Tuesday, July 26, 2016

Cross-post from my new blog: Lionel Barrymore, wheelchairs, acting, oh my!

Over at my new(er) blog, Barrymuch, Barrymore, Barrymost: Lionel Barrymore, obsessively, I recently wrote a bit on wheelchairs, Mr B, and film and whatnot. For those who don't know, Lionel Barrymore remains one of the very few actors who had a long career even after he required a wheelchair starting in 1938. He rolled an awesome path for people to get their brains around a person in a film who actually used a wheelchair, but oddly, the 1950s (Mr. B died in 1954) seemed to roll back some of the positive forward motion he all by himself had made in representations of disabled, wheelchair using-folk in film. He seems to have single-handedly pushed aside all kinds of barriers and his films and he himself were wildly popular, starting in 1938 with Young Dr. Kildare--indeed, House, MD seems to have ripped off the cranky, disabled diagnostician routine whole cloth from Barrymore's Dr. Gillespie!

Mr. B had no pretense of being any kind of hero or "supercrip", but really felt driven to keep working and had a studio (MGM) whose head both personally like Barrymore and who wasn't stupid enough to think he could let such a good, popular actor slip away.  Once in a while, extremely rarely, he would use crutches in a film, and could use them if he needed to in daily life, but he truly disliked them. I am utterly fascinated by him and his acting, and yes, his work before 1938. Fascinated person.

If you're wondering how he got to BE in the wheelchair-- you should go read the bio, etc on my blog!    Brief biography of Lionel Barrymore*
 *yes, he's Drew's great-uncle; his brother John was Drew's grandfather

Weekend Wheelchair Musings

Astute readers probably noted I mentioned I have a blog on MS. That's because I have relapsing-remitting MS, Dxed 2009. I'm probably one of the lucky ones.  Now that I think about it, in a roundabout way it led me to Lionel Barrymore's acting, so I'm quite lucky! [Note: his brother John is indirectly responsible for my grad degree...more on that later!]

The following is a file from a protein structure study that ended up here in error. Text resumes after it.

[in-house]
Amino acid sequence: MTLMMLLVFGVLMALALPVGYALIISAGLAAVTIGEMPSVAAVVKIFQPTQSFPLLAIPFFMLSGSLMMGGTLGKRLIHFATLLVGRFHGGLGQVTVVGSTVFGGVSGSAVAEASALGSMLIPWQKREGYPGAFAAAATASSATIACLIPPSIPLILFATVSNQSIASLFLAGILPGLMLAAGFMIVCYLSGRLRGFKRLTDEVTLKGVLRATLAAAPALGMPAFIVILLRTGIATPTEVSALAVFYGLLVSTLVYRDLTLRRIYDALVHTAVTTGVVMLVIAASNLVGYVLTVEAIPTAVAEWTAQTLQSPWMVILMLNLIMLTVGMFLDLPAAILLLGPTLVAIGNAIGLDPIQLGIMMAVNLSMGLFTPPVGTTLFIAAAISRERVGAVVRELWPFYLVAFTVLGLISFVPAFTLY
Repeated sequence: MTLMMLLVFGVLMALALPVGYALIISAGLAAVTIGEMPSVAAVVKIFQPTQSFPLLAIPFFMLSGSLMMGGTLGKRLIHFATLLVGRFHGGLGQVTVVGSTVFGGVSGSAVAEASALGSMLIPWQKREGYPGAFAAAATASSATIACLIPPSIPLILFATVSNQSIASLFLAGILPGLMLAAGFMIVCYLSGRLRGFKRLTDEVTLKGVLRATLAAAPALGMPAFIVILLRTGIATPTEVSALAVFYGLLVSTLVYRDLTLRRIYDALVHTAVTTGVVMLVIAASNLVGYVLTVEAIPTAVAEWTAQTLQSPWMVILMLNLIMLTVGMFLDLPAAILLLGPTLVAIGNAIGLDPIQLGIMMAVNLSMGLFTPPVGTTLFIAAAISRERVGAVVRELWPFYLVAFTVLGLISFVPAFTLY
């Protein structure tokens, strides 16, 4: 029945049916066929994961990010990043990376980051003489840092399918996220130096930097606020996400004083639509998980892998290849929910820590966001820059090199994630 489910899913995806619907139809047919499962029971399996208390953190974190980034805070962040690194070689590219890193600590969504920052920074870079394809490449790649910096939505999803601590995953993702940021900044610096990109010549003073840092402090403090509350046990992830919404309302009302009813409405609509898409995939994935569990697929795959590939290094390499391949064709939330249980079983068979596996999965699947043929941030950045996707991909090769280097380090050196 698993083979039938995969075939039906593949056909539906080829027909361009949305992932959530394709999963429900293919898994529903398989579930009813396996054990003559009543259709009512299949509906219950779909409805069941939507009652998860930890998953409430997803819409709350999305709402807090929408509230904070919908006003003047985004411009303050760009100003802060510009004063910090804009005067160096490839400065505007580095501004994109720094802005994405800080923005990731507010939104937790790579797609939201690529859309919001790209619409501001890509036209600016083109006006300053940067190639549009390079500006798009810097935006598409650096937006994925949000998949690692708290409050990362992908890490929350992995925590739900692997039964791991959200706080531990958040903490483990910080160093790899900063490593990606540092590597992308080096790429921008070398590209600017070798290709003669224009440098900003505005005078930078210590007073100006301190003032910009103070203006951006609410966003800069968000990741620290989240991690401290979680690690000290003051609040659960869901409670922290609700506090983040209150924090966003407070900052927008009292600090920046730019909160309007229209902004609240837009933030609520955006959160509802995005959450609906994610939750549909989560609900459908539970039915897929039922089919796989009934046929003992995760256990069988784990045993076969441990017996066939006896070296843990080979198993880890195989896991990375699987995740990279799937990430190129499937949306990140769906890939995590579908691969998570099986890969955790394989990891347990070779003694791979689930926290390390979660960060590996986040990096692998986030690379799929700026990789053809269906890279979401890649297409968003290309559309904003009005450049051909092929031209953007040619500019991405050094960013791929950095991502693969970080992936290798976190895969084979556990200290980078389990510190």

In reading about LB and his chair, what I found interesting is the Kildare films were done so well (Bucquet directing very nicely many) the wheelchair became almost irrelevant to the plot. Now and then, we are reminded of the good Dr. Gillespie's need for it, but the doc himself is never an object of pity. We learn very quickly there's nothing to pity about Dr. G!

There are the typical "hero" disabled person moments spoken by others, as when an aside is used to "prepare" people who are about to meet Dr. G for the first time,  along the lines of "he's brilliant, but his legs are hopelessly crippled". They become fewer as the films continue.  I've seen that used in just about every film with someone in a wheelchair who has a major part.  Now,  I can see the need to establish the background story quickly,  but seemingly,  given the popularity of the films, LB was the attraction,  and the fact he was acting circles around people while IN a wheelchair meant his skill "normalized" for viewers a person in a wheelchair.